Conducted over a three-year period, with a four-month documentation and reporting period, the SAGA project consisted of three main research thrusts: visual analytics, cyber-physical power system simulation and anomaly detection.
Visual Analytics: To help users understand, explore and analyze grid sensor data, the NREL and Gridmetrics teams designed and prototyped a web-based platform that connects to the project’s three core data services: metadata, near real-time data streams and historical data batches. The current platform allows users to visualize where Gridmetrics sensors are located and their proximity to infrastructure assets in real time. This sensor data empowers utility system operators to see which areas are affected by power performance and where to address the situation to fix it.
Cyber-physical Power System Simulation: Cyber-physical power system simulations are essential to creating a risk-free lab environment to test cyber-relevant events. Dynamic and steady-state cyber-physical power system simulation tools imitated and analyzed the behavior of power systems in real time. Creating a realistic representation of the power grid allowed teams to identify patterns, trends and anomalies to better understand how power systems behave and prevent future cyber threats against the system.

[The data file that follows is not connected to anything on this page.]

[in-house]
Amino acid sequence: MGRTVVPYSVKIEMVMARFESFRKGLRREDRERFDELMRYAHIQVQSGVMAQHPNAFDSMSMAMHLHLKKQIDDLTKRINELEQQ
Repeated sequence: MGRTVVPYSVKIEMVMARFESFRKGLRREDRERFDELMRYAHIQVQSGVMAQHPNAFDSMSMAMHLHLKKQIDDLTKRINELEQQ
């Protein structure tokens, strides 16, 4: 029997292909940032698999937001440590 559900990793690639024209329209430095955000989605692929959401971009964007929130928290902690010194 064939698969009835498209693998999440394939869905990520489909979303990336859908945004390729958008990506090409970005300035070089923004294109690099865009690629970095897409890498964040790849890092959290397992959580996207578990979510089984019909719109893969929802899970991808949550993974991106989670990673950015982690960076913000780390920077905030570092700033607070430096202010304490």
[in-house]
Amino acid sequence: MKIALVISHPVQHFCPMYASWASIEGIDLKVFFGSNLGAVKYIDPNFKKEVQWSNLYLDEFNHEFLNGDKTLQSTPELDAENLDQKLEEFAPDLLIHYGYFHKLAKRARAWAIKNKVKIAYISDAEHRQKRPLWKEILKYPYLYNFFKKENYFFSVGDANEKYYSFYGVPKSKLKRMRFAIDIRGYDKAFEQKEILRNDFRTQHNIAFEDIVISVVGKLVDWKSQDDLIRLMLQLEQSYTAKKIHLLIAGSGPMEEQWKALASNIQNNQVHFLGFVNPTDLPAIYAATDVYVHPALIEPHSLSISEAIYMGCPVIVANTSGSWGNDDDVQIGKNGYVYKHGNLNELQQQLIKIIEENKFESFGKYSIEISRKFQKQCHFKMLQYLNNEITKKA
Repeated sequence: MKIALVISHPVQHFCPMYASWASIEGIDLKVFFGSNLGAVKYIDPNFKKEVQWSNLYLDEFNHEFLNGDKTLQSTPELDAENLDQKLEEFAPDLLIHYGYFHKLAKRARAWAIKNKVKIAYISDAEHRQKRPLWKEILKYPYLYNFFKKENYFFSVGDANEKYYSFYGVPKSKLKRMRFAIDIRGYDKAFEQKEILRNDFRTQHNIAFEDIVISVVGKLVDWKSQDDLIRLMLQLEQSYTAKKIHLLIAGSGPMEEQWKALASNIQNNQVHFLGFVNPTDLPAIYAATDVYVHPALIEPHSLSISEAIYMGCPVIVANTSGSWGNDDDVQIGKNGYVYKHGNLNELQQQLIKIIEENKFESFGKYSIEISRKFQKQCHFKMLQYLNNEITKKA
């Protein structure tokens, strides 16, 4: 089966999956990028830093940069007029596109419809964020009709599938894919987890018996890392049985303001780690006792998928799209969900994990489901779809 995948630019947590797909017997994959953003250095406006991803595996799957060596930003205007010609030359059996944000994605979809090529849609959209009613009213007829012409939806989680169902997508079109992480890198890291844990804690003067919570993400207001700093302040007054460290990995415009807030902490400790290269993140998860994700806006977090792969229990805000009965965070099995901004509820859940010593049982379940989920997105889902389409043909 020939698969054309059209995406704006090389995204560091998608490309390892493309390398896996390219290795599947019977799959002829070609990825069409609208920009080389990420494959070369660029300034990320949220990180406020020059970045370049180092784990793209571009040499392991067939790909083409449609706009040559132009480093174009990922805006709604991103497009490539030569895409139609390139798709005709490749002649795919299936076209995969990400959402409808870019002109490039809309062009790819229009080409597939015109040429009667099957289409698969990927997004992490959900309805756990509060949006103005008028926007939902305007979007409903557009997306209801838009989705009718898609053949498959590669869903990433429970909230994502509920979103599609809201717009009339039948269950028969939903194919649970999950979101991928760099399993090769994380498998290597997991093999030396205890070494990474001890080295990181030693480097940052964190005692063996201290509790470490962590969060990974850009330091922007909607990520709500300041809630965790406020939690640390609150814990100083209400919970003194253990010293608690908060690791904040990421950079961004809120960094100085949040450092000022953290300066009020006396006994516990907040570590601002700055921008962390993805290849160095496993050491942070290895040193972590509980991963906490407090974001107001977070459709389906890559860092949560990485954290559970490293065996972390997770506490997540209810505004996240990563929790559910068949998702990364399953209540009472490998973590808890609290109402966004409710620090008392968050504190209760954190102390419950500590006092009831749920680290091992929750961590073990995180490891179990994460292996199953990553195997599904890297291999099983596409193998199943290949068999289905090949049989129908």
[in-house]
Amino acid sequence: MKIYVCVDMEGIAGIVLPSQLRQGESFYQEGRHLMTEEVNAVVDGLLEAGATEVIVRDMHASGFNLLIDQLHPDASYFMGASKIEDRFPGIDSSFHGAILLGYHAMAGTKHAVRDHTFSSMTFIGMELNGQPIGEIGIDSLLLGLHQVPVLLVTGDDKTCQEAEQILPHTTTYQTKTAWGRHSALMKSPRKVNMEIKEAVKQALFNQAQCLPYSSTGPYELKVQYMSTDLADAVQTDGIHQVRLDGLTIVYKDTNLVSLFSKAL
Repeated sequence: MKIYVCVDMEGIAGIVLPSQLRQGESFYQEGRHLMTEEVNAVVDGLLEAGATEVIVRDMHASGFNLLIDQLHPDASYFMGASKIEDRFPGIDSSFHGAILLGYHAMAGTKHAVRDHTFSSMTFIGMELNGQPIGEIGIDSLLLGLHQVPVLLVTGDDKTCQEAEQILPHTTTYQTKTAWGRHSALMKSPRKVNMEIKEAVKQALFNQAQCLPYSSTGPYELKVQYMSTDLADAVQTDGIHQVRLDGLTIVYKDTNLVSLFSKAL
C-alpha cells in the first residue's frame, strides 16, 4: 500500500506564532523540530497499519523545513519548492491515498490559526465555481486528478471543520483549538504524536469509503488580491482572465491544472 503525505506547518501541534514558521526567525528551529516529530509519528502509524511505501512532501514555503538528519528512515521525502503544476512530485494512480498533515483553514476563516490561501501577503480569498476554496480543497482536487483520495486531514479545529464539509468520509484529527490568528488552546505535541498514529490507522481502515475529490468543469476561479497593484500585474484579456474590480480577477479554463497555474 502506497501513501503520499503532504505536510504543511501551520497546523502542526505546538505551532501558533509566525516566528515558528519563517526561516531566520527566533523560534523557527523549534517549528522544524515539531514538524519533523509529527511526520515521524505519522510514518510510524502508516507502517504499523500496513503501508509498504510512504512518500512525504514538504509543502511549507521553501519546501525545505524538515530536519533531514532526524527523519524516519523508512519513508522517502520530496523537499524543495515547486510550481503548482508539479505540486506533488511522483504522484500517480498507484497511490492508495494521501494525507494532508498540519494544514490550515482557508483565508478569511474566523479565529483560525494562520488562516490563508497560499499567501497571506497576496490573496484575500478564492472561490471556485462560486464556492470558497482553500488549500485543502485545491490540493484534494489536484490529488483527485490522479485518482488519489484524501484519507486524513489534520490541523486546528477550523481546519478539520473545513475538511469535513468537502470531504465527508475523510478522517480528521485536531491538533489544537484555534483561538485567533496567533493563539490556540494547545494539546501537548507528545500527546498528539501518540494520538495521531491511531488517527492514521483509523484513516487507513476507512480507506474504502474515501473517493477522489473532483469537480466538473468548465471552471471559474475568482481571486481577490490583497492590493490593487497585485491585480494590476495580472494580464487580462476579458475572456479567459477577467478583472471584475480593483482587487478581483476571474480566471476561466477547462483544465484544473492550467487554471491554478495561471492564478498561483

Anomaly Detection: Using the simulation data from cyber-physical power system simulations, the research team successfully demonstrated how system operators can use the sensor data to predict and detect issues that may arise. Each Gridmetrics sensor has a built-in prediction model. Using historical data and machine learning, assuming the system will operate under normal conditions, the sensor can estimate the expected value or range of the associated Gridmetrics voltage. When a sensor detects a deviation between the incoming and the expected voltage, an anomaly is captured. Anomaly detection can prevent future outages, reduce maintenance costs and improve overall system performance.
SAGA Project Learnings and Improvements